By Henry Fagan
On 6 May 1954, Sir Roger Bannister broke the four minute mile at the Iffley Road track in Oxford. This was deemed one of the greatest sporting achievements ever. Only one member of the Hampton community has ever reached this mark: Mr Clarke. Almost 68 years later to the day, Hampton’s Athletics team got on the coach to attend the annual Achilles’ Relays event at the very same track Sir Roger Bannister himself ran his sub four minute mile.
The Achilles’ Relays is a unique event where there are no field events and all of the track races are in a relay format. The event started with the inaugural 4 x 400m mixed event with athletes from LEH, where the team is made up of two Hampton and two LEH Sixth Formers. The team finished in a respectable fourth out of eight, despite the runners being primarily longer distance runners who would later compete in the 4 x 800m event for their respective schools.
The junior sprint events were up next with the Hampton 4 x 200m toeing the line against some of the top schools in the area. They stormed through their heats and gained their spot in the final later on in the day by finishing in a convincing first. Next were the heats for the senior sprint races. Unfortunately, they did not have as much luck in either the 4 x 100m or the 4 x 200m, though they still did well to finish strongly in both events despite the quartet only being formed the day before with footballer Suryaksh Tewatia and rugby player Cameron Hill filling the necessary spots for the team.
After several hours, the Junior 4 x 200m were back for the final. Coming in as favourites from the heats, all eyes were on Hampton. After a strong first three legs, the Hampton team found themselves in the lead with only half a lap of the track to go. Surely they could hang on and take Hampton’s first victory for the event? Sadly not – Hampton’s fourth leg runner accidentally stepped out of his assigned lane and unfortunately the team were disqualified.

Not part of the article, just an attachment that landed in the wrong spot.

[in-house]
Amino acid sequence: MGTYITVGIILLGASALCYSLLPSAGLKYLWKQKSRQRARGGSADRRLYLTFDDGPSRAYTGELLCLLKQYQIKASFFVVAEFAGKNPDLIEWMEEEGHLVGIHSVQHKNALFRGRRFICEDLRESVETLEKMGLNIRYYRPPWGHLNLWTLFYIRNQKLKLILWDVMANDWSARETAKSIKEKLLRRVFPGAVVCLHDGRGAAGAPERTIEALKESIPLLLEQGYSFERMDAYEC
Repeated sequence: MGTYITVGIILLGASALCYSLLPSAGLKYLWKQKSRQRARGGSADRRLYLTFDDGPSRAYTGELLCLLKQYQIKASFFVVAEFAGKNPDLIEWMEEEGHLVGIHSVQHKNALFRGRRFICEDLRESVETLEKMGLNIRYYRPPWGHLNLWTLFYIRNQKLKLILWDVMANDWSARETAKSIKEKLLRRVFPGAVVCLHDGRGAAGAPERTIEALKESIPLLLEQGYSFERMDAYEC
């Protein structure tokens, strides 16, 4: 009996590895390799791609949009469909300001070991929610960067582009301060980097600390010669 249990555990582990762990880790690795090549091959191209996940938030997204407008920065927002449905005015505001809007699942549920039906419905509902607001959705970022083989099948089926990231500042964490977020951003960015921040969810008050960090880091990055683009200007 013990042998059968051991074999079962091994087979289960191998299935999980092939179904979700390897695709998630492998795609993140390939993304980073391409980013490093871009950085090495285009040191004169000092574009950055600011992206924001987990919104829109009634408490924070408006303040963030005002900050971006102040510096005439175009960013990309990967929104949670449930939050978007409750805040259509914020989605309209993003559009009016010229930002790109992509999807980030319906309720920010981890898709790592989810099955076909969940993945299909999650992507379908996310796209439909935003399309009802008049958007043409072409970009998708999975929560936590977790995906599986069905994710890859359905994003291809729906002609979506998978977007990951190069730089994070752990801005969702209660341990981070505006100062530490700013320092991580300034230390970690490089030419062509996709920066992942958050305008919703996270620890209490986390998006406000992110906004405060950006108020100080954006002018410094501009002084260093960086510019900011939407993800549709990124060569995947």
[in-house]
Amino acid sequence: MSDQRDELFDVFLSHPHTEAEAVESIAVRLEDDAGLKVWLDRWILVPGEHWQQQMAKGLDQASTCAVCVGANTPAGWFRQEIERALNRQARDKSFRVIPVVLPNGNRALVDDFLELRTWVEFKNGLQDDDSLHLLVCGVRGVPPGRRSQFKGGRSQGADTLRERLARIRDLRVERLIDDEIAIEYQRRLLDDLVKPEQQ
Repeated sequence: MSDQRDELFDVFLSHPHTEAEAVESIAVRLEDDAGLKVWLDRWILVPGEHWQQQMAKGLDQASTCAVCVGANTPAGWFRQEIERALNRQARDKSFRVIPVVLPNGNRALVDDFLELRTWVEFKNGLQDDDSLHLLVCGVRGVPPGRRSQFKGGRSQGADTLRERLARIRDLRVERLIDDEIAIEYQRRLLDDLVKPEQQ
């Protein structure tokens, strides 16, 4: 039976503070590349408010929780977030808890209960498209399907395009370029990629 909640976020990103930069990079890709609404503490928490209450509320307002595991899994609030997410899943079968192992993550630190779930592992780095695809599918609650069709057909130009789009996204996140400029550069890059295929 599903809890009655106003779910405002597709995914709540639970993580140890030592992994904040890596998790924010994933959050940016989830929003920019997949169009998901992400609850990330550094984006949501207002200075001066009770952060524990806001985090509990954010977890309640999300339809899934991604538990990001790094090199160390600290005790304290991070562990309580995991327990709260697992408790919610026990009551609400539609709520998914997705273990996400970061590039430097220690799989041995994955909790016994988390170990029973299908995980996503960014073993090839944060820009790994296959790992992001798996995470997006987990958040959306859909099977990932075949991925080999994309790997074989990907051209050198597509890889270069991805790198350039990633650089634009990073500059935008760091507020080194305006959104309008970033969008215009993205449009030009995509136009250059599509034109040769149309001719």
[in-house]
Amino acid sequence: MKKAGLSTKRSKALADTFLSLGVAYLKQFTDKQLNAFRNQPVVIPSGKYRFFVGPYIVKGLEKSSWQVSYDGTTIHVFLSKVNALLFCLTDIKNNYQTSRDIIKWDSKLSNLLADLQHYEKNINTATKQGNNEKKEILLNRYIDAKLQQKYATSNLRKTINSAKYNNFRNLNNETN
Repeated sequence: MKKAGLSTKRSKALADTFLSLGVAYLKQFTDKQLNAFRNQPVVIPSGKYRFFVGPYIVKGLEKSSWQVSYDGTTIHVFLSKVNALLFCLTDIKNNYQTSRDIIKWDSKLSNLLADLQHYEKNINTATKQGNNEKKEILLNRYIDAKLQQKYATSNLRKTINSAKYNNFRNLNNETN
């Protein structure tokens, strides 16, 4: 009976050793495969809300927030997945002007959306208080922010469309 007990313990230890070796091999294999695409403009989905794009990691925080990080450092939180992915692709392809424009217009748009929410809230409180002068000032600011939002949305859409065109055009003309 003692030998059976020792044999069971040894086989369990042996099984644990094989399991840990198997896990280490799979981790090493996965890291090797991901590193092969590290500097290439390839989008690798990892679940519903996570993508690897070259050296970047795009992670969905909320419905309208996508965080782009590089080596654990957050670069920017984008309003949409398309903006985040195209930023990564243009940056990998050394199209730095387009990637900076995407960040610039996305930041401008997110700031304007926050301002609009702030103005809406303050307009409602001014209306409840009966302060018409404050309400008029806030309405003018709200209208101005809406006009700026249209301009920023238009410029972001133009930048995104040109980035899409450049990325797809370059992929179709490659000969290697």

Over to the Senior 4 x 800m. Since the departure of the school record breaking team from 2018, Hampton’s 4 x 800m team has relatively underperformed. Not this time. The team comprised four runners, all from the Lower Sixth: Charlie Coulter, Daniel Clarke, Daniele Smart and Henry Fagan. They all ran well with Coulter running a tactical masterclass in his debut 800m race to position himself well in contention for the lead, while Clarke went hard from the moment the baton touched his hand. Smart made up lost ground to finish his leg with Hampton lying in sixth place, and Fagan ran an unofficial School record in a time of 1:59.3 , overtaking several schools to bring the Hampton team through the line in the bronze medal position.
Finally, to finish of the day of racing, the Senior 4 x 400m team, yet again all made up of Lower Sixth athletes lined themselves up, ready to compete. Luke Trotman opened strongly, running a new personal best with a time of 57 seconds, and handed over the baton to Sam Shephard who ran just under 60 seconds in his first 400m race to keep the Hampton team in contact with the lead group. Next was Smart who, despite not looking, or probably feeling, the freshest out of the runners assembled, due to his 800m performance less than an hour before, ran a new PB of 56 seconds, gaining a few positions in the process. The baton was passed to the anchor leg: Stanley Cummings. Predominantly a footballer, he had never competed in a track race for Hampton before. This added to the bewilderment of the onlookers who saw Cummings ripping through the field with long, powerful strides to bring the team across the finish line in a very impressive fourth, having overtaken four schools in the 51 seconds it took him to cover the distance. This is yet again another unofficial School record.
So overall, the Hampton Athletics team put in one of their most impressive set of results at this yearly event. Shephard of the Lower Sixth summed up his experience by saying that “despite the long wait, [he] had fun with [his] mates,” and Trotman also of the Lower Sixth encourages many Hamptonians, who have never tried Athletics, to follow in Cummings’ footsteps, by claiming that “rapid running reaps real rewards.”